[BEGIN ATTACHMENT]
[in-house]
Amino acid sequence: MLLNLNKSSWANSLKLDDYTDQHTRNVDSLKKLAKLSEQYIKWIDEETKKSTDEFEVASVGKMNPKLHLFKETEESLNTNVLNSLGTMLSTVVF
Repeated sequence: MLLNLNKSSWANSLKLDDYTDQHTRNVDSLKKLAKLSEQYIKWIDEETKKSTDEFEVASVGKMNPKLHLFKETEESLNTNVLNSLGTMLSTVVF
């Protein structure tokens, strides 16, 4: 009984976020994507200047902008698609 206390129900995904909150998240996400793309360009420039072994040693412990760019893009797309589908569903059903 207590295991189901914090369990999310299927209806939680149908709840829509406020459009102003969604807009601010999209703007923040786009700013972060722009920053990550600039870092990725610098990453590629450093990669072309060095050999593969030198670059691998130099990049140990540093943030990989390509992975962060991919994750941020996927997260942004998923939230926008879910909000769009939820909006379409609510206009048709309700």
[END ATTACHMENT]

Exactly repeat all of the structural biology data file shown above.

[in-house]
Amino acid sequence: MLLNLNKSSWANSLKLDDYTDQHTRNVDSLKKLAKLSEQYIKWIDEETKKSTDEFEVASVGKMNPKLHLFKETEESLNTNVLNSLGTMLSTVVF
Repeated sequence: MLLNLNKSSWANSLKLDDYTDQHTRNVDSLKKLAKLSEQYIKWIDEETKKSTDEFEVASVGKMNPKLHLFKETEESLNTNVLNSLGTMLSTVVF
């Protein structure tokens, strides 16, 4: 009984976020994507200047902008698609 206390129900995904909150998240996400793309360009420039072994040693412990760019893009797309589908569903059903 207590295991189901914090369990999310299927209806939680149908709840829509406020459009102003969604807009601010999209703007923040786009700013972060722009920053990550600039870092990725610098990453590629450093990669072309060095050999593969030198670059691998130099990049140990540093943030990989390509992975962060991919994750941020996927997260942004998923939230926008879910909000769009939820909006379409609510206009048709309700």